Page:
From Our 2012 Archives
Statin Use Tied to Possible Boost in Cataract Risk
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FRIDAY, Aug. 24 (HealthDay News) -- The millions of adults who currently use prescription statins to control their cholesterol levels may be inadvertently increasing their risk for developing age-related cataracts, new research suggests.
The bump in cataract risk linked to statin use appears comparable to the elevated risk already known to exist among people with type 2 diabetes, the study team observed.
That said, the study authors cautioned that more research is needed before being able to definitively say there is a cause-and-effect relationship between statins and cataract risk.
"The bottom line is that there appears to be an increased risk among people taking statins as far as getting cataracts," said study lead author Elizabeth Irving, research chairwoman in the School of Optometry and Vision Science at the University of Waterloo in Ontario, Canada. "That was actually a surprise, because most of the previous literature had suggested the opposite. However, it doesn't mean that one is causing the other."
"I would also say we are not now suggesting that statin patients do anything except follow their doctor's advice with respect to statins," Irving added. "They're taking statins for a reason. If you're going to have a heart attack or get cataracts, what would you choose?"
Irving and her colleagues discuss their findings in the August issue of the journal Optometry and Vision Science.
The authors noted that previous animal research has already pointed to a possible link between high-dosage statin use and a bump in the risk for cataracts, which are characterized by a significant clouding of the eyes' lenses.
To explore the potential link between statins and eye health in humans, the investigators focused on nearly 6,400 cataract patients who were being treated at the University of Waterloo between 2007 and 2008.
Of those patients, more than 450 had type 2 diabetes, and both diabetes status and statin use were looked at possible risk factors for cataracts.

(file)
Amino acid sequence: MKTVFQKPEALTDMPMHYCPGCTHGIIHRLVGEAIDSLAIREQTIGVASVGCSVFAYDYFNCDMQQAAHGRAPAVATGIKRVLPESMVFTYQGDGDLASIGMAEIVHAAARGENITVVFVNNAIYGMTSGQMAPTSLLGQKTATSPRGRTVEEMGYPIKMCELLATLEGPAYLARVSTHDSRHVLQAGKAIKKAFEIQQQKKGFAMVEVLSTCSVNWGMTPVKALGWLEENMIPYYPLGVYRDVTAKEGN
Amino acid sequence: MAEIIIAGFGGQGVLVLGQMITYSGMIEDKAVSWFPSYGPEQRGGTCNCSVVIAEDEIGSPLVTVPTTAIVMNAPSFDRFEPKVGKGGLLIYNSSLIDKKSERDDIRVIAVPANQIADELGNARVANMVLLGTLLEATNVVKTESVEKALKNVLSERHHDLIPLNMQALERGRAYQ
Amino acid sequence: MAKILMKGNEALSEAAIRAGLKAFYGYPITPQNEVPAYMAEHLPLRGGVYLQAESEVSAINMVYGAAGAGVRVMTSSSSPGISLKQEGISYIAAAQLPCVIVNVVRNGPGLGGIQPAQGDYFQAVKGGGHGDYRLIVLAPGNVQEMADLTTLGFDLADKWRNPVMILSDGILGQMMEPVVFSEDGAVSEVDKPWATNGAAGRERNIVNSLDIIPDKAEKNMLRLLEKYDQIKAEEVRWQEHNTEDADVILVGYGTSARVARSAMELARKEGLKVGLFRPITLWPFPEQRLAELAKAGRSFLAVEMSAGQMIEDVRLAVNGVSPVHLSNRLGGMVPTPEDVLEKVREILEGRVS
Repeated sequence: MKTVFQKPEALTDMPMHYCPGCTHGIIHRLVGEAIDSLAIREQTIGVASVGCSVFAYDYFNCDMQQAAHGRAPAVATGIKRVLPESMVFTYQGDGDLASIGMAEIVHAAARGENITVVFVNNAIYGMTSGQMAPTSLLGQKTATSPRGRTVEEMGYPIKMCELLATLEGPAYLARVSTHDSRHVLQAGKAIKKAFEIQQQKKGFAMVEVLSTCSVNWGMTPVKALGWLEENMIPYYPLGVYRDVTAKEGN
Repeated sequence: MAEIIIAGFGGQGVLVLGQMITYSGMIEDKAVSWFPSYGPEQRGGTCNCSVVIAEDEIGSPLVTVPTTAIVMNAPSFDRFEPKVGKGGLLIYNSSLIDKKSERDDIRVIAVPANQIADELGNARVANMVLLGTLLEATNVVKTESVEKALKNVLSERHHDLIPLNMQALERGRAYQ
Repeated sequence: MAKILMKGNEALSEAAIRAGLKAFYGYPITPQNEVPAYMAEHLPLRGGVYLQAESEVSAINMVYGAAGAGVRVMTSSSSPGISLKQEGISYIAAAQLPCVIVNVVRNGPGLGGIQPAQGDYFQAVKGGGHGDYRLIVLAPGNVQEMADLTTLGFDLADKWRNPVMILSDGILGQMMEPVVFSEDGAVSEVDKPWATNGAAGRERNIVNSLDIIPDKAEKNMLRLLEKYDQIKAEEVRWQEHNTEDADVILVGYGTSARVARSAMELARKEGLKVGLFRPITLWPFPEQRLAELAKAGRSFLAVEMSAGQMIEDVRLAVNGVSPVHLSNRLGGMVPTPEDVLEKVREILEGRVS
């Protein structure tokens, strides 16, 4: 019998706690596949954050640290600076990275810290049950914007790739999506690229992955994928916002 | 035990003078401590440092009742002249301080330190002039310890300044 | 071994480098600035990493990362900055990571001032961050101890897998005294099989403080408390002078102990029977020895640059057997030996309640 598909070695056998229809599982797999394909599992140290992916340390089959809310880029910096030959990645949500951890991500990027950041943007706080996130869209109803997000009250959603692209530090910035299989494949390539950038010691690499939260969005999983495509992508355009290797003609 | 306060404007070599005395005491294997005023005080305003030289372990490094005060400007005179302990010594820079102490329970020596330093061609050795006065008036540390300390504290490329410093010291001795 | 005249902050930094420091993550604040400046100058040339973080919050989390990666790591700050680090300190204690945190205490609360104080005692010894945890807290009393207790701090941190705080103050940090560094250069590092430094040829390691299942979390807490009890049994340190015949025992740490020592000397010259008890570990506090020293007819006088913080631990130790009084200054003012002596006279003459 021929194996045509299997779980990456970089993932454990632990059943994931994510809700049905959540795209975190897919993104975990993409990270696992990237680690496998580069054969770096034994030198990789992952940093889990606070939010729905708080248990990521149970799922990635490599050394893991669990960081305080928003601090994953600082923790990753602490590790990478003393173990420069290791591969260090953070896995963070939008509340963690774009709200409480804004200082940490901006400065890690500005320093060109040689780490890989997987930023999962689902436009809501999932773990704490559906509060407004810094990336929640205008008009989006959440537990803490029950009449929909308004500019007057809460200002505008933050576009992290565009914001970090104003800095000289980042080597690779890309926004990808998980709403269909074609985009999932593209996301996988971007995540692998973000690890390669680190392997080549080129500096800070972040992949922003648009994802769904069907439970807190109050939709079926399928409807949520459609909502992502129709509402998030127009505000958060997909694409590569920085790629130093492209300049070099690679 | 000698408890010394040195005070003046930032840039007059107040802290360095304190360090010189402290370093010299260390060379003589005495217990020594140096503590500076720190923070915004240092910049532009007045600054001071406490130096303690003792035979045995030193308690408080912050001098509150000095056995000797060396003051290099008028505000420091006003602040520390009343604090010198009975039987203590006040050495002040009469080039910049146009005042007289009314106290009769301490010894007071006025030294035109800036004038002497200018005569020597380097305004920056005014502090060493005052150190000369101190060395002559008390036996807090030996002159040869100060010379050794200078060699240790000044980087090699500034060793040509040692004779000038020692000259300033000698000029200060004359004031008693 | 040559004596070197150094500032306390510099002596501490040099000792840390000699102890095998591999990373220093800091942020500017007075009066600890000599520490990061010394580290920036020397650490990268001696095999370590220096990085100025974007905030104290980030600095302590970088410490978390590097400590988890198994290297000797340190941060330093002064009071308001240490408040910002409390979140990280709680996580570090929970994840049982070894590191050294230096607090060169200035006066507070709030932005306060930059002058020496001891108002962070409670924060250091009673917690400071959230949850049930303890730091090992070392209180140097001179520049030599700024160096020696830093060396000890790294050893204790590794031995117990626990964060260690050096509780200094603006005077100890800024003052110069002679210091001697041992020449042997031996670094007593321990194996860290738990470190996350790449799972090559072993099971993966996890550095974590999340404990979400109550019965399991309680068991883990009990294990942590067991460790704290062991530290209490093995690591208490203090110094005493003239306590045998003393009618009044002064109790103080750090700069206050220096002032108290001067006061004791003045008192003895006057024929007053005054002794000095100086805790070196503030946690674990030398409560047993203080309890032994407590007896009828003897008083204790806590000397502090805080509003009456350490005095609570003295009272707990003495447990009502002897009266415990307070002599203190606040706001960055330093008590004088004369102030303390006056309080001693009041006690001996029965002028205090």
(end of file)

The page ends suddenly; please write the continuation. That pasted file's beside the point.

After accounting for factors such as gender, cigarette use and high blood pressure, the team found that statin use was associated with a 57 percent increased risk for developing cataracts.
Statin users were more likely to develop cataracts at a younger age, the study found. For patients without diabetes, the average age for which the odds of developing cataracts were at least 50 percent was 57.3 years for those not using statins compared with 54.9 years for those taking statins. Patients with diabetes had the same cataract risk at 55.1 years if not using statins and 51.7 years if taking them.
Some overlap existed between diabetes and statin use, the team noted, with 56 percent of the diabetic cataract patients regularly taking statins. The authors pointed out that patients with diabetes who also took statins were found to have developed cataracts a full 5.6 years earlier than those who neither had diabetes nor took statins.
Yet the team nevertheless determined that statin use appeared to be, by itself, an independent risk factor for cataracts.
"Again, we don't think these findings should turn the world upside down," Irving stressed. "However, we do think that it once again shows that it's good to think about what drugs do to the people who take them, and that the people who make drugs might want to consider making better drugs than statins, given the possibility that they do raise the risk for cataracts."
Dr. Alfred Sommer, professor of ophthalmology and dean emeritus of the Bloomberg School of Public Health at Johns Hopkins University in Baltimore, strongly suggested that statin users should "not be alarmed" by the current findings.
"It's not to put down this kind of exploratory study, but this simply doesn't prove anything. This only suggests that there may be some association between the two," he noted. "For now, statins are really the most important way we have to prevent heart attacks. We don't have any alternatives at this point, so this is really just a teaser for more research. Nobody should change what they're doing."
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SOURCES: Elizabeth Irving, Ph.D., university research chairwoman, school of optometry and vision science, University of Waterloo, Ontario, Canada; Alfred Sommer, M.D., professor, ophthalmology, and dean emeritus, Bloomberg School of Public Health, Johns Hopkins University, Baltimore; August 2012 Optometry and Vision Science